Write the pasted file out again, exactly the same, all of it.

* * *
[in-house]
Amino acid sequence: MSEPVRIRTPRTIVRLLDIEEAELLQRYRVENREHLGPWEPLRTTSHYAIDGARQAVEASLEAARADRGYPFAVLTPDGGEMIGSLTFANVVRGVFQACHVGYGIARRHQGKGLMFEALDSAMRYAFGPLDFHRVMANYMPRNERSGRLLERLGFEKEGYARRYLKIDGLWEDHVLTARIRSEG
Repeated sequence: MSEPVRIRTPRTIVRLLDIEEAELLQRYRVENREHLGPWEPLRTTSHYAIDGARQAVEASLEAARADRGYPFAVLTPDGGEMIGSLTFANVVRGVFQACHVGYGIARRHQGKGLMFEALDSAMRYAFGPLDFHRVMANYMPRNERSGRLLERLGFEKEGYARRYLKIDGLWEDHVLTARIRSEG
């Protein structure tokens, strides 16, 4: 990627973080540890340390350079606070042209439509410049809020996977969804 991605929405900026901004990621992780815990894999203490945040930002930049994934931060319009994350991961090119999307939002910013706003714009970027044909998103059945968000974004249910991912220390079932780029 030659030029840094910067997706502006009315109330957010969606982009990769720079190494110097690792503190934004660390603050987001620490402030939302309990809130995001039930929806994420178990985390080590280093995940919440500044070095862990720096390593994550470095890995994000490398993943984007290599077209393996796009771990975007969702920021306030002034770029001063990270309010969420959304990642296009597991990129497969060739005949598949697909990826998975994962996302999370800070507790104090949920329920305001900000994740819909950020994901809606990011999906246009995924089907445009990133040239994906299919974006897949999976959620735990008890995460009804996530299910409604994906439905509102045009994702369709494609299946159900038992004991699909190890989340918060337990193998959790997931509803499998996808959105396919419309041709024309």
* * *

[in-house]
Amino acid sequence: MSEPVRIRTPRTIVRLLDIEEAELLQRYRVENREHLGPWEPLRTTSHYAIDGARQAVEASLEAARADRGYPFAVLTPDGGEMIGSLTFANVVRGVFQACHVGYGIARRHQGKGLMFEALDSAMRYAFGPLDFHRVMANYMPRNERSGRLLERLGFEKEGYARRYLKIDGLWEDHVLTARIRSEG
Repeated sequence: MSEPVRIRTPRTIVRLLDIEEAELLQRYRVENREHLGPWEPLRTTSHYAIDGARQAVEASLEAARADRGYPFAVLTPDGGEMIGSLTFANVVRGVFQACHVGYGIARRHQGKGLMFEALDSAMRYAFGPLDFHRVMANYMPRNERSGRLLERLGFEKEGYARRYLKIDGLWEDHVLTARIRSEG
């Protein structure tokens, strides 16, 4: 990627973080540890340390350079606070042209439509410049809020996977969804 991605929405900026901004990621992780815990894999203490945040930002930049994934931060319009994350991961090119999307939002910013706003714009970027044909998103059945968000974004249910991912220390079932780029 030659030029840094910067997706502006009315109330957010969606982009990769720079190494110097690792503190934004660390603050987001620490402030939302309990809130995001039930929806994420178990985390080590280093995940919440500044070095862990720096390593994550470095890995994000490398993943984007290599077209393996796009771990975007969702920021306030002034770029001063990270309010969420959304990642296009597991990129497969060739005949598949697909990826998975994962996302999370800070507790104090949920329920305001900000994740819909950020994901809606990011999906246009995924089907445009990133040239994906299919974006897949999976959620735990008890995460009804996530299910409604994906439905509102045009994702369709494609299946159900038992004991699909190890989340918060337990193998959790997931509803499998996808959105396919419309041709024309």